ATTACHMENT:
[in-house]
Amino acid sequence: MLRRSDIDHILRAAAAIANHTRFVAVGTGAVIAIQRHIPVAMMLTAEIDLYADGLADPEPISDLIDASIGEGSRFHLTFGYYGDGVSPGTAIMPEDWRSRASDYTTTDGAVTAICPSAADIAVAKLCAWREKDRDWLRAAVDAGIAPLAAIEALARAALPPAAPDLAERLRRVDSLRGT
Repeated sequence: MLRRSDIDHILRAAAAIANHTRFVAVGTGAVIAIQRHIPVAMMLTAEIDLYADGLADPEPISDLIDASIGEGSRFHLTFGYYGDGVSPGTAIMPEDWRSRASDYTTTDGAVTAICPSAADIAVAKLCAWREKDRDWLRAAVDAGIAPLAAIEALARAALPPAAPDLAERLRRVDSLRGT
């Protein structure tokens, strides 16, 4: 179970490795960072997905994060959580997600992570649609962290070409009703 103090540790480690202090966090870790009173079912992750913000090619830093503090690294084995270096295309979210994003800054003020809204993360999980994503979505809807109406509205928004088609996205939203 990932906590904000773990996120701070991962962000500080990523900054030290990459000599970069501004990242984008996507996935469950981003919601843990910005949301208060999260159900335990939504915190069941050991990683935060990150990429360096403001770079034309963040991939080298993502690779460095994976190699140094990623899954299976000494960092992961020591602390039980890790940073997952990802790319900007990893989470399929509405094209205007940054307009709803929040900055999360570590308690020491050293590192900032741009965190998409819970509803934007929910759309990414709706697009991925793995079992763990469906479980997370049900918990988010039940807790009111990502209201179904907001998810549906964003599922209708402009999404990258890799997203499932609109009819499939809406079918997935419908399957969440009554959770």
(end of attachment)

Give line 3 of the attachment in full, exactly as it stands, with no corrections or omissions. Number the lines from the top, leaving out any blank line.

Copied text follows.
Repeated sequence: MLRRSDIDHILRAAAAIANHTRFVAVGTGAVIAIQRHIPVAMMLTAEIDLYADGLADPEPISDLIDASIGEGSRFHLTFGYYGDGVSPGTAIMPEDWRSRASDYTTTDGAVTAICPSAADIAVAKLCAWREKDRDWLRAAVDAGIAPLAAIEALARAALPPAAPDLAERLRRVDSLRGT